Questions 1 through 9See how Oprah's Book Club group discussion answered these questions.More from A Fine Balance
- People at the bottom of the economic heap frequently blame so-called middlemen: people like Dina who makes her living through other people's labor, or like Ibrahim the rent collector. Do such middlemen strike you as making money immorally? Who are the real villains?
- How would you sum up Beggarmaster? Is he ruthless, kind, or a bit of both? Does he redeem himself by his thoughtful acts and responsibilities? In a world this cruel, are such simple categories as "good" and "bad" even applicable?
- When Beggarmaster draws Shankar, Shankar's mother, and himself, he represents himself as a freak just like the other two. What does his vision of himself tell us about him?
- Dina tells Om, for example, "Two children only. At the most, three. Haven't you been listening to the family planning people?" [p. 466]. The government's birth control program is enforced with violence and cruelty, with sterilization quotas and forced vasectomies. Is a birth control policy a bad thing? How might family planning be implemented in a humane fashion?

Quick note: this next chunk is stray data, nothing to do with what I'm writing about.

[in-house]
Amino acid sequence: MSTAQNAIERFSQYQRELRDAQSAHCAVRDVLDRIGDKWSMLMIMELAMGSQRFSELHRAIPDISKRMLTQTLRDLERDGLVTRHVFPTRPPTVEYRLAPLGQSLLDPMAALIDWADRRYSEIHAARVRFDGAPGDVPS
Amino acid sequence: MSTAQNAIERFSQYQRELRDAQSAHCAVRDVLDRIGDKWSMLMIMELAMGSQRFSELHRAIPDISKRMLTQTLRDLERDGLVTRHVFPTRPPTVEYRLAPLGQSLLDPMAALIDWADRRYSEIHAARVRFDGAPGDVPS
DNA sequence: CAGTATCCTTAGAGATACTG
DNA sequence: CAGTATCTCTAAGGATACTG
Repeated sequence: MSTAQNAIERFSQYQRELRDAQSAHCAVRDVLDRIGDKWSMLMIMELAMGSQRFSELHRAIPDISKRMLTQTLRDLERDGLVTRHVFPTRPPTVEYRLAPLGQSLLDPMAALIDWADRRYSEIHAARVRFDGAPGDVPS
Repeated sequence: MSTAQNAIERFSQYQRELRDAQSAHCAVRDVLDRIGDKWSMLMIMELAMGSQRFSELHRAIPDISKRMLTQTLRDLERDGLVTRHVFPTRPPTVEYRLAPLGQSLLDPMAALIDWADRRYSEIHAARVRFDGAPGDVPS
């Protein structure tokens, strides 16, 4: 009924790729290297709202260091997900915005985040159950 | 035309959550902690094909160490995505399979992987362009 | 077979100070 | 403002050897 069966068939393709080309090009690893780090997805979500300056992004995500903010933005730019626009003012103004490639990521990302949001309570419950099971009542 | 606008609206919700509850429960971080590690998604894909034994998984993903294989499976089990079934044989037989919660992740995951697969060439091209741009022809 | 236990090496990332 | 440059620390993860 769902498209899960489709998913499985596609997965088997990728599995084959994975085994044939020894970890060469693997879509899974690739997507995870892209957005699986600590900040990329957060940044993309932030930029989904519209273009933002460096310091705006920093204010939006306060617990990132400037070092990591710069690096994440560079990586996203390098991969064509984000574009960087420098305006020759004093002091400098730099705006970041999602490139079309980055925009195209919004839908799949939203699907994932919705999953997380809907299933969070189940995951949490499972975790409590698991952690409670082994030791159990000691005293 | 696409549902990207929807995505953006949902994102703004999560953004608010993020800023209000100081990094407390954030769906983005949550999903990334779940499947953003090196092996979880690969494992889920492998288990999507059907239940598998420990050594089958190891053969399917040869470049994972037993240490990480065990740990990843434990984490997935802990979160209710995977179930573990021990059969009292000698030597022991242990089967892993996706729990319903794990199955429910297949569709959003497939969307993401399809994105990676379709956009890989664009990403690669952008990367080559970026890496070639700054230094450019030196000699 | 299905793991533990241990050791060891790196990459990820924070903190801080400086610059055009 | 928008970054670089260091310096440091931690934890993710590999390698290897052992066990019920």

- It is not until her year with the tailors and Maneck that Dina again comes to know what a family might be. What constitutes a family? What other examples of unconventional "families" do you find in the novel?
- Why do Ishvar, Om and Dina survive in their diminished ways while Maneck finally gives up? Is it due to something in their pasts, their childhoods, their families or their characters?
- "People forget how vulnerable they are despite their shirts and shoes and briefcases," says Beggarmaster, "how this hungry and cruel world could strip them, put them in the same position as my beggars" [p. 493]. Does A Fine Balance show people's vulnerability, or their fortitude?
- What effect is achieved by the novel's mildly comic ending, with Om and Ishvar clowning around at Dina's door? Is the ending appropriate, or off-balance?
- The novel gives us a vivid picture of life for members of the untouchable caste in remote villages. Why might such an apparently anachronistic system have survived into the late twentieth century? Does it resemble any other social systems with which you are acquainted? Why do so few of its victims fight the system, as Narayan does? Why do so few leave the village: is it from necessity, social conservatism, or respect for tradition?
Published on November 30, 2001